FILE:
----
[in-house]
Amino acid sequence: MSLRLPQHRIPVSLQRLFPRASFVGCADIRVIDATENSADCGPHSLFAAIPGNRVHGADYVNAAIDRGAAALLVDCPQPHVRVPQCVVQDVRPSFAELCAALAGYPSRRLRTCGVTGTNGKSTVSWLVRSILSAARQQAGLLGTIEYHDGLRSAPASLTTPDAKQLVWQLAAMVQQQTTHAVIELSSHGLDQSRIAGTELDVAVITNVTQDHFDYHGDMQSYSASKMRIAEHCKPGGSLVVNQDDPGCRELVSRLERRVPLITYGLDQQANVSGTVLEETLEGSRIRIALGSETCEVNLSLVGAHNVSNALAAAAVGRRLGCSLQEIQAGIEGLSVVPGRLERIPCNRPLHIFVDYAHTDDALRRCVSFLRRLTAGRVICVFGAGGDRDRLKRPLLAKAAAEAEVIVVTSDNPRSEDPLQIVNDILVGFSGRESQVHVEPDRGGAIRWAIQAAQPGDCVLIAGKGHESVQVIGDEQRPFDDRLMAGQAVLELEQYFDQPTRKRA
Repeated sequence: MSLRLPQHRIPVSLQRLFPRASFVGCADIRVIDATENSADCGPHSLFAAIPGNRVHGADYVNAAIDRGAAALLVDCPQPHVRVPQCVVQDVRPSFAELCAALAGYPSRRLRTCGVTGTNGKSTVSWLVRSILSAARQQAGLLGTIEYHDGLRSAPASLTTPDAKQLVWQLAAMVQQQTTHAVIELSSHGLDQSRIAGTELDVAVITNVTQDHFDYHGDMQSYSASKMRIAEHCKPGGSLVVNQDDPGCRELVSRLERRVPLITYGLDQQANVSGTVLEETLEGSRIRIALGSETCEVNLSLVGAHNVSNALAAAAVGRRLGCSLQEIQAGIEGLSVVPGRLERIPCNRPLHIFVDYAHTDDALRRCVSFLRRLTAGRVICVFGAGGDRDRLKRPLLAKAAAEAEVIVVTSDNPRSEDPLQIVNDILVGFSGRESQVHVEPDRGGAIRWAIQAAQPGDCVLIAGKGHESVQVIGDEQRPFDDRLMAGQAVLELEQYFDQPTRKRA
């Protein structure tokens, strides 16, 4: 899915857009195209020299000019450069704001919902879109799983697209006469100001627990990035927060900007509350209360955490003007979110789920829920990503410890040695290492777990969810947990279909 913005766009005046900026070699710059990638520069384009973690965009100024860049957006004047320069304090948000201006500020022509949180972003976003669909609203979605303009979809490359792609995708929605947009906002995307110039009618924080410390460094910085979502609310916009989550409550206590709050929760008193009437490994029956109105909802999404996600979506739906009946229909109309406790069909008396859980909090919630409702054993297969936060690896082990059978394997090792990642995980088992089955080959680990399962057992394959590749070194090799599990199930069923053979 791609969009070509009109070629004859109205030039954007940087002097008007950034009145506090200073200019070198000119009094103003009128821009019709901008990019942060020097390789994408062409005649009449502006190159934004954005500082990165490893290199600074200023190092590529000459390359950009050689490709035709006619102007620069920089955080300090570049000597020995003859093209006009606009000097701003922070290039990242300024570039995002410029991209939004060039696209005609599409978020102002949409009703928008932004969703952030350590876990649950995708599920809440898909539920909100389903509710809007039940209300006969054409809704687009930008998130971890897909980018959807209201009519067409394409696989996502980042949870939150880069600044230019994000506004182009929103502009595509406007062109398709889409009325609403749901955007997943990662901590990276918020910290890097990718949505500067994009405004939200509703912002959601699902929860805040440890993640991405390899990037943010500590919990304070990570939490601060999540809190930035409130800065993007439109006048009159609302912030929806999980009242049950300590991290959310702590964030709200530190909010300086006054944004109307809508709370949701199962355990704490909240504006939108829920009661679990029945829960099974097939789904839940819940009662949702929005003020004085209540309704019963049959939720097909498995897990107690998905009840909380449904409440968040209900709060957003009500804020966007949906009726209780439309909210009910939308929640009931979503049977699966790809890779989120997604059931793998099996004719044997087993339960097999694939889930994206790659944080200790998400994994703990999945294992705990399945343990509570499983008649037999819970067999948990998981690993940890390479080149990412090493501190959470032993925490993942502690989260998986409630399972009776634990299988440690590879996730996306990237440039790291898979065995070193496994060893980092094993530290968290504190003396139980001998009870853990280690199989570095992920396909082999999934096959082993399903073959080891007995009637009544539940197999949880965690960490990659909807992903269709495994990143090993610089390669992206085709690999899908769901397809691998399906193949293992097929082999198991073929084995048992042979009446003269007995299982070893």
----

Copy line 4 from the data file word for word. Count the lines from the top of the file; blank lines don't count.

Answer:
């Protein structure tokens, strides 16, 4: 899915857009195209020299000019450069704001919902879109799983697209006469100001627990990035927060900007509350209360955490003007979110789920829920990503410890040695290492777990969810947990279909 913005766009005046900026070699710059990638520069384009973690965009100024860049957006004047320069304090948000201006500020022509949180972003976003669909609203979605303009979809490359792609995708929605947009906002995307110039009618924080410390460094910085979502609310916009989550409550206590709050929760008193009437490994029956109105909802999404996600979506739906009946229909109309406790069909008396859980909090919630409702054993297969936060690896082990059978394997090792990642995980088992089955080959680990399962057992394959590749070194090799599990199930069923053979 791609969009070509009109070629004859109205030039954007940087002097008007950034009145506090200073200019070198000119009094103003009128821009019709901008990019942060020097390789994408062409005649009449502006190159934004954005500082990165490893290199600074200023190092590529000459390359950009050689490709035709006619102007620069920089955080300090570049000597020995003859093209006009606009000097701003922070290039990242300024570039995002410029991209939004060039696209005609599409978020102002949409009703928008932004969703952030350590876990649950995708599920809440898909539920909100389903509710809007039940209300006969054409809704687009930008998130971890897909980018959807209201009519067409394409696989996502980042949870939150880069600044230019994000506004182009929103502009595509406007062109398709889409009325609403749901955007997943990662901590990276918020910290890097990718949505500067994009405004939200509703912002959601699902929860805040440890993640991405390899990037943010500590919990304070990570939490601060999540809190930035409130800065993007439109006048009159609302912030929806999980009242049950300590991290959310702590964030709200530190909010300086006054944004109307809508709370949701199962355990704490909240504006939108829920009661679990029945829960099974097939789904839940819940009662949702929005003020004085209540309704019963049959939720097909498995897990107690998905009840909380449904409440968040209900709060957003009500804020966007949906009726209780439309909210009910939308929640009931979503049977699966790809890779989120997604059931793998099996004719044997087993339960097999694939889930994206790659944080200790998400994994703990999945294992705990399945343990509570499983008649037999819970067999948990998981690993940890390479080149990412090493501190959470032993925490993942502690989260998986409630399972009776634990299988440690590879996730996306990237440039790291898979065995070193496994060893980092094993530290968290504190003396139980001998009870853990280690199989570095992920396909082999999934096959082993399903073959080891007995009637009544539940197999949880965690960490990659909807992903269709495994990143090993610089390669992206085709690999899908769901397809691998399906193949293992097929082999198991073929084995048992042979009446003269007995299982070893």